If Any Of These Apps Are Installed On Your Phone, Uninstall Them Now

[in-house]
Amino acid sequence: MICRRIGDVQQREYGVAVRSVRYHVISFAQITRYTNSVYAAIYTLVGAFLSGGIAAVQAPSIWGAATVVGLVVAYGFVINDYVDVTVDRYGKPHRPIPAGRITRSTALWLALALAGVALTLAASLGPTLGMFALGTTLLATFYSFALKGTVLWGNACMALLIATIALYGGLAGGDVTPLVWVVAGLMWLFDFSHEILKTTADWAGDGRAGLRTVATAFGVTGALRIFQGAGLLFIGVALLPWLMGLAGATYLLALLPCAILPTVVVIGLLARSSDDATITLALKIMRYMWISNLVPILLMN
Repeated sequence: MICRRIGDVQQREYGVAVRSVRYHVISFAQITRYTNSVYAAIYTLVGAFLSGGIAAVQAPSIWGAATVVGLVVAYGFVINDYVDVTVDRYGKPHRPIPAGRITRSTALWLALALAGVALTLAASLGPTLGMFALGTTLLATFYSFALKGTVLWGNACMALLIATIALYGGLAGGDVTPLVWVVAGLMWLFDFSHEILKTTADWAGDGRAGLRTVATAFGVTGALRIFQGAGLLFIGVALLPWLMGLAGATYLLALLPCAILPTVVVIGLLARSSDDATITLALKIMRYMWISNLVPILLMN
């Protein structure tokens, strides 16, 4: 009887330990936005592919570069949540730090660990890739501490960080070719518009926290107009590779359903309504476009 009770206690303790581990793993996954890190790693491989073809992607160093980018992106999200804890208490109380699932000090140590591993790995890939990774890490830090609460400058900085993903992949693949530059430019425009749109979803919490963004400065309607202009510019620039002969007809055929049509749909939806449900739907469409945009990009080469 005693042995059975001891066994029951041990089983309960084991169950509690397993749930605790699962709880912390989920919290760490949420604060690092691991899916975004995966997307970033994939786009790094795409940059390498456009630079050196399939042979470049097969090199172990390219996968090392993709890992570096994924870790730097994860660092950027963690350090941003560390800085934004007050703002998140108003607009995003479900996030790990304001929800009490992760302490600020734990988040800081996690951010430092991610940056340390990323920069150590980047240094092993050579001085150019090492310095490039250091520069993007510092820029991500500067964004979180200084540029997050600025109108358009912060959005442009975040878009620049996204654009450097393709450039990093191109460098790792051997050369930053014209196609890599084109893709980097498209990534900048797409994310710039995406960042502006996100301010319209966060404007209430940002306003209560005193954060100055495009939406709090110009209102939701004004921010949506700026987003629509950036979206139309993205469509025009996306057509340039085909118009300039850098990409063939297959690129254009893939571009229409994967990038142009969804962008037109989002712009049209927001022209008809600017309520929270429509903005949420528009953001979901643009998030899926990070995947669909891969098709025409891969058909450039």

I cover all things tech, from low-level chip designs, to storage, FPGAs, and the latest display technologies. Google has been playing whack-a-mole with various iterations of the Joker malware for over a year now. If you’re unfamiliar with Joker, it is a particularly sneaky piece of malware that’s been circulating in apps delivered via the Google Play store to Android devices. Typically, a small piece of software — that is but one component of Joker — is injected into the advertising framework or hidden in another part of an app. And when the user runs that app, if the user’s information, carrier network, and device meet certain criteria, another component of Joker kicks-in and downloads a more nefarious payload. When that payload is executed, Joker hides in the background on a device and silently spies on the user, stealing their contact lists, SMS messages, and other identifying data stored on the device. In addition, Joker mimics user interactions on premium advertising and subscription-based services, and leverages its access to SMS and other personal data to secretly sign people up for paid services.